This is the tenth of my reviews of the YA Book Prize shortlist. I’ve now read and reviewed each title on the shortlist, so HOLD TIGHT and get ready for FEELINGS and OPINIONS. We did it, folks!
David Piper has a secret. His family and classmates think he’s a pretty weird teenage boy. What they don’t know – what he’s too afraid to tell them – is that he’s really a girl. David knows that he’s trans and what that means, but the next step is to explain it to his parents. As if adolescence and school weren’t hard enough! At least he has his friends. And there’s a new boy at Eden Park called Leo Denton. David is fascinated by Leo, but he can’t figure out why. Maybe it’s that Leo has secrets of his own.
The Art of Being Normal is one of the most important YA novels of the past few years, a necessary addition to the LGBT literature canon, and a fantastic teen contemporary to boot. It’s explicitly concerned with gender identity and trans issues, but the characters are so warmly written there is no danger of the story becoming exploitative. There has been a call recently for more stories about marginalised people that are written by marginalised people. Trans people remain under- and misrepresented in the media, and lived experience goes a long way towards creating accurate representation. That said, at one of the many, many diversity panels I’ve attended since I started going to book events, someone pointed out that “trans people shouldn’t have to write all the trans books.” Lisa Williamson is writing from a well-researched and genuinely felt place, and The Art of Being Normal comes endorsed by many real life trans people. Hopefully this book will herald a new wave of slice-of-trans-life stories, in which characters get to live their lives without their gender being sensationalised. David is desperately lonely until he meets Leo, who understands what he’s going through. For a generation of teens, this book could be a reminder that they are not alone.
So it’s important, but is it good? To my shame, I had forgotten how good it really is until I reread it for the purposes of this review. David and Leo are compelling, sympathetic heroes, even if Leo’s a bit grumpy sometimes. Williamson does a skilful job of bringing out the two narrators’ different voices, and also their different experiences of class. Leo’s embarrassment about the council estate where he lives is subtly done. The little details are so effective; I’m always particularly struck by Leo’s little sister having had salt and vinegar crisps for breakfast. Both of their families are, like all families, a complex mess of love and resentment. Leo’s mum, for all her failings, is unswerving in her support for her son. It’s refreshing to see a trans teen in conflict with his parents for reasons other than his trans status. Likewise, Leo’s relationship (or lack thereof) with his dad is wrenching and realistic.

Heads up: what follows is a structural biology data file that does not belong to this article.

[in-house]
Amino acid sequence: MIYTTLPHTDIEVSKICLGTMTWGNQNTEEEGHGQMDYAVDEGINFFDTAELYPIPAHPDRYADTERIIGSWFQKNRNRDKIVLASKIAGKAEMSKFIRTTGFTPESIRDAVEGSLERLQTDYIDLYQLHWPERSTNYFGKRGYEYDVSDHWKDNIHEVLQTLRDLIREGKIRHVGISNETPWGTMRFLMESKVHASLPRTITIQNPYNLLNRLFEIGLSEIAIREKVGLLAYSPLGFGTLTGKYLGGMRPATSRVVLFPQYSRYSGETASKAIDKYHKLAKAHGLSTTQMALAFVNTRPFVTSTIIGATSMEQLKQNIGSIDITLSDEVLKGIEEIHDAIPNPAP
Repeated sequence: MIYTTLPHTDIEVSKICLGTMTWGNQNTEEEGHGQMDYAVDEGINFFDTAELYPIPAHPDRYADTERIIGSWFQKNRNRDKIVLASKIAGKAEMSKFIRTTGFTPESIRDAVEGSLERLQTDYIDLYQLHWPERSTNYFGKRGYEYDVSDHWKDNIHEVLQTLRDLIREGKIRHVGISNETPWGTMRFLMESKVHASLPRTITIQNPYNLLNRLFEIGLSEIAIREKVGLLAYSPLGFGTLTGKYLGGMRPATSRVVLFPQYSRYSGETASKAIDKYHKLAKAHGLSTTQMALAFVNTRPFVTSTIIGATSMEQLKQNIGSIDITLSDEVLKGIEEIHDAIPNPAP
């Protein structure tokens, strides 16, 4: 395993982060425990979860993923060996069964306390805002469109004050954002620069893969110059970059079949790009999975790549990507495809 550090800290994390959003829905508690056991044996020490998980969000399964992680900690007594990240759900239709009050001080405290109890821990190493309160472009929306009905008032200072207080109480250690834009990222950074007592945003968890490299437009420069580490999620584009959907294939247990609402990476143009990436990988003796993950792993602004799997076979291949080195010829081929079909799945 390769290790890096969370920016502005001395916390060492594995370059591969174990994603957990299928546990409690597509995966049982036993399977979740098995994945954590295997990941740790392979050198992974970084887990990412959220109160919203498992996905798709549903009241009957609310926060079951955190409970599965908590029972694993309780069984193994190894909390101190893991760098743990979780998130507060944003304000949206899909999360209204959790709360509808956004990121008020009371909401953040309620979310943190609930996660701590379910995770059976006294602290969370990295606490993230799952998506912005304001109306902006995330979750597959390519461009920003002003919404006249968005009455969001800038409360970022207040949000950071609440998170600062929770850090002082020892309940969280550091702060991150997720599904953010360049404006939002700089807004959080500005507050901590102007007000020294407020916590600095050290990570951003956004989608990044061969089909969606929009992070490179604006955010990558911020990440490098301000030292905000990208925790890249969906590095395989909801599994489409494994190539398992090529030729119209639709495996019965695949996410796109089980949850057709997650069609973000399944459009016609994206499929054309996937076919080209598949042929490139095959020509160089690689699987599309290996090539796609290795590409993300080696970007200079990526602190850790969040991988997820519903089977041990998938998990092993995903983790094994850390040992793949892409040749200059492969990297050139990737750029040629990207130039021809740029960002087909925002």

The family relationships are one of the book’s strengths for me, but teenagers do sometimes leave the house. (Or at least, these teens do. I’m not sure I did.) The party scenes are delightful: atmospheric, chaotic, full of friendships and flirting. The Christmas ball especially is so visual I need to see The Art of Being Normal: the TV special now. And of course, the “road trip” is the high point of the novel. Secrets, adventure, karaoke, friendship, heartbreak, bingo, and underage drinking – what more could you possibly want from a YA contemporary, or indeed any kind of novel?
The Art of Being Normal shows that normality is a moving target. We shouldn’t try to achieve someone else’s idea of “normal” – that’s no way to be happy, and no one’s normal is the same. Perhaps the only way to be normal is to find people who are willing to expand their definition of normal to include yours. Lisa Williamson’s novel might help a lot of people establish a new normal through her beautifully written characters, and that’s an achievement worth celebrating.